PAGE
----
The emphasis on counterterrorism since the attacks of September 11, 2001, accelerated this trend, giving governments a convenient justification and sweeping new authorities for closing the space around civil society. In response to UN Security Council Resolution 1373 (2001) and the UN General Assembly’s Global Counter-Terrorism Strategy, governments enacted a raft of laws to protect all individuals in their territories from terrorism. Despite the fact that countries were reminded of their obligations to align human rights and counterterrorism efforts, these measures often fell short of human rights standards. Governments with a deficit in human rights harnessed legitimate concerns about terrorism and their wide latitude on national security issues as an excuse to target domestic actors they consider opponents, including civil society. The UN special rapporteur on the promotion and protection of human rights and fundamental freedoms while countering terrorism drew the same conclusion, noting that “these requirements have in fact been misused by states that wish to curtail the existence of civil society for political reasons.”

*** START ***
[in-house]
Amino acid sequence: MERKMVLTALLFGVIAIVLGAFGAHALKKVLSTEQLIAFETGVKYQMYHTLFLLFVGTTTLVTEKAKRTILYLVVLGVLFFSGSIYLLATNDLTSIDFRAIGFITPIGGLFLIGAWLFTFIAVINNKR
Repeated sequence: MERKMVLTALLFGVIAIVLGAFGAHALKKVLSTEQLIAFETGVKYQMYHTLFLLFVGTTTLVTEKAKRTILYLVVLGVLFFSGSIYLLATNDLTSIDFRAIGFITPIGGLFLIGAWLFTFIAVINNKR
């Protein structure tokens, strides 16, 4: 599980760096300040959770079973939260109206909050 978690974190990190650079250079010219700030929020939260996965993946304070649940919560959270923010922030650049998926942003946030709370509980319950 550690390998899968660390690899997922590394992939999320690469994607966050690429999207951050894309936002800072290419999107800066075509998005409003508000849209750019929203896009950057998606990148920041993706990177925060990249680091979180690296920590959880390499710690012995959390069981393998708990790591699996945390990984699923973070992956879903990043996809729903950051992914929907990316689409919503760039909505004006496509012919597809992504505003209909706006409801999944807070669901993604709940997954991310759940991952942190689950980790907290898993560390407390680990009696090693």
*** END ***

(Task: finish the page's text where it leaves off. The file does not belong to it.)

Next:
The lack of a shared definition of terrorism at the global level has led countries to use deliberately vague and broad constructs that are vulnerable to abuse. For example, China’s counterterrorism law, passed at the end of 2015, is written so generally that it encompasses “any advocacy or activity” that aims to “create social panic, undermine public safety, infringe on personal and property rights, or coerce a state organ or an international organization, in order to achieve political, ideological, or other objectives.” Counterterrorism laws, as a result, have been used to stifle dissent and silence opposition voices, views, and opinions in the name of fulfilling countries’ international obligations to combat terrorism—and done so under the guise of the rule of law. The government of Egypt recently used its terrorist entities law to designate, without due process, 1,500 citizens as terrorists for their alleged links to the Muslim Brotherhood. Meanwhile, in Turkey and Uganda, journalists were prosecuted on charges of terrorism for exercising their right to freedom of expression.